1983 — Mickey Rourke, Motorcycle Boy, Coppola’s “Rumble Fish”  — Image by © John Springer Collection/CORBIS


Mickey Rourke – the most raw, intense, riveting actor of the 1980s, who slowly self-destructed before our eyes. He gained a reputation for having a chip on his shoulder, and through his pride and bravado burned a lot of bridges in the biz. Rourke brashly looked down his nose at his peers, insisting that he wouldn’t sell-out – he was pure and uncompromising. Back when Rourke was coming up on the heels of of heroes- De Niro, Pacino, Keitel, Walken – he was too young, too full of himself, and too foolish to know that at the end of the day, it’s a business before anything else – and politics reigns supreme.

Rourke then made few questionable film choices with 9 1/2 Weeks and Wild Orchid and suddenly he was no longer Hollywood’s prized young lion – he was branded sleazy Euro-trash. Disillusioned with it all, Rourke walked away – choosing to fight the inner demons that had dogged him all his life in the boxing ring.  Ironically, it was in the ring again, that Rourke fought like hell for his esteem and redemption as “Randy the Ram”, a disfigured down-and-out wrestler – and came out on top. Hollywood couldn’t have written a better comeback – in a seemingly hopeless situation, hope and hard work can get you through.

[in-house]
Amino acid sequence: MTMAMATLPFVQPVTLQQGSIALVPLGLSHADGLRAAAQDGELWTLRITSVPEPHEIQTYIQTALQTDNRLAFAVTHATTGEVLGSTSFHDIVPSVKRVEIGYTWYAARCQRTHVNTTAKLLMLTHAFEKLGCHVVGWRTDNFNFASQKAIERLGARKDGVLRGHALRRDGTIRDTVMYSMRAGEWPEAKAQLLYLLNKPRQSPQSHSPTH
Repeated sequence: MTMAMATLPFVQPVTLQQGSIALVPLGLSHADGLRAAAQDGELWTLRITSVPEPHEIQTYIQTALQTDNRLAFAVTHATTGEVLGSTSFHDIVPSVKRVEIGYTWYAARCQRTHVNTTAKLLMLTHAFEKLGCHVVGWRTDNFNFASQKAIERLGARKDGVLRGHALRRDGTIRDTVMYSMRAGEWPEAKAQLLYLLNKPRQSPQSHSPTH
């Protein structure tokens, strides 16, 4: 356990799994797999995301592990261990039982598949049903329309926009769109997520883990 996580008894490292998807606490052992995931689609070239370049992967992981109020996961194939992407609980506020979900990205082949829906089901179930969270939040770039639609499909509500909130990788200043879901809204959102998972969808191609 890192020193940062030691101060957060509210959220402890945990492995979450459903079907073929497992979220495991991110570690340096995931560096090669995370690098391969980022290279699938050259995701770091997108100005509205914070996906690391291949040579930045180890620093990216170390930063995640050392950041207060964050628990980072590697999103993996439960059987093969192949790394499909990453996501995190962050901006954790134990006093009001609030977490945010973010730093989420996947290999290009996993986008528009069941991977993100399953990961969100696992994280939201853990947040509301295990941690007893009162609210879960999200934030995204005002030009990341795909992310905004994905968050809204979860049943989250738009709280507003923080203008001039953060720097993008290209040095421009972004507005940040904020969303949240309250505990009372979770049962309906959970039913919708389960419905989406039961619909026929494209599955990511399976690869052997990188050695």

1983 — Mickey Rourke, Motorcycle Boy in “Rumble Fish” — Image by © Sunset Boulevard/Corbis



1983 — Matt Dillon and Mickey Rourke in Francis Ford Coppola’s “Rumble Fish”


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Survival of the Fittest, Not Necessarily the Strongest.


I got a note today from a designer friend that’s in the same boat as me– looking for the next gig.  Her words echo my sentiments exactly and are hard to improve upon–

how’s it going?

I’m still searching for “the needle in the haystack” while considering how to re-invent myself.

I think reinvention is the key thing, that and being able to take half the salary I had before,

these are new times and I’m not sure it’s just the strongest that will survive, maybe the most flexible?

the AIG thing makes me mad…..

A friend and I were discussing this movie (Network) the other day and how chillingly appropriate it is for now?

It’s not fashion, but…what is happening and when are we going to do something?

I’m thinking about the waste in our industry and what I can do with it.